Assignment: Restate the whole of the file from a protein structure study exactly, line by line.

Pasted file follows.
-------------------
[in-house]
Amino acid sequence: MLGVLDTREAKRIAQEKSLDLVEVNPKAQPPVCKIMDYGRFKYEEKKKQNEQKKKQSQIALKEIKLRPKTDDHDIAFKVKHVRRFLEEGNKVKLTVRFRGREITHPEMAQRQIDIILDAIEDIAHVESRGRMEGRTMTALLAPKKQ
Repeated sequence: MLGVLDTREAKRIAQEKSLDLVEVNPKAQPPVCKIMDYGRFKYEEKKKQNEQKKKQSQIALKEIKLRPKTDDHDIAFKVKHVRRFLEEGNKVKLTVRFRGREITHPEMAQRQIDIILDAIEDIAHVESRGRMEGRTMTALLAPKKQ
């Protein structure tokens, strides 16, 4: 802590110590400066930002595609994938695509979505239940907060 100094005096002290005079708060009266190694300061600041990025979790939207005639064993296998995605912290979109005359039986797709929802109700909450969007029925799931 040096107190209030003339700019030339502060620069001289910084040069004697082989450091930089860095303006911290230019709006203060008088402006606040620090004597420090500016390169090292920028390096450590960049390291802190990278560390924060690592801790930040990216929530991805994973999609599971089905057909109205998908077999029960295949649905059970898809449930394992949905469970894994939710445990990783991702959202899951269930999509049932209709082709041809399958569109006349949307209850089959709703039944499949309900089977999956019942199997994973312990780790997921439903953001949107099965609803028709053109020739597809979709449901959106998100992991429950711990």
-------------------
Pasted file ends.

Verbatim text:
[in-house]
Amino acid sequence: MLGVLDTREAKRIAQEKSLDLVEVNPKAQPPVCKIMDYGRFKYEEKKKQNEQKKKQSQIALKEIKLRPKTDDHDIAFKVKHVRRFLEEGNKVKLTVRFRGREITHPEMAQRQIDIILDAIEDIAHVESRGRMEGRTMTALLAPKKQ
Repeated sequence: MLGVLDTREAKRIAQEKSLDLVEVNPKAQPPVCKIMDYGRFKYEEKKKQNEQKKKQSQIALKEIKLRPKTDDHDIAFKVKHVRRFLEEGNKVKLTVRFRGREITHPEMAQRQIDIILDAIEDIAHVESRGRMEGRTMTALLAPKKQ
């Protein structure tokens, strides 16, 4: 802590110590400066930002595609994938695509979505239940907060 100094005096002290005079708060009266190694300061600041990025979790939207005639064993296998995605912290979109005359039986797709929802109700909450969007029925799931 040096107190209030003339700019030339502060620069001289910084040069004697082989450091930089860095303006911290230019709006203060008088402006606040620090004597420090500016390169090292920028390096450590960049390291802190990278560390924060690592801790930040990216929530991805994973999609599971089905057909109205998908077999029960295949649905059970898809449930394992949905469970894994939710445990990783991702959202899951269930999509049932209709082709041809399958569109006349949307209850089959709703039944499949309900089977999956019942199997994973312990780790997921439903953001949107099965609803028709053109020739597809979709449901959106998100992991429950711990």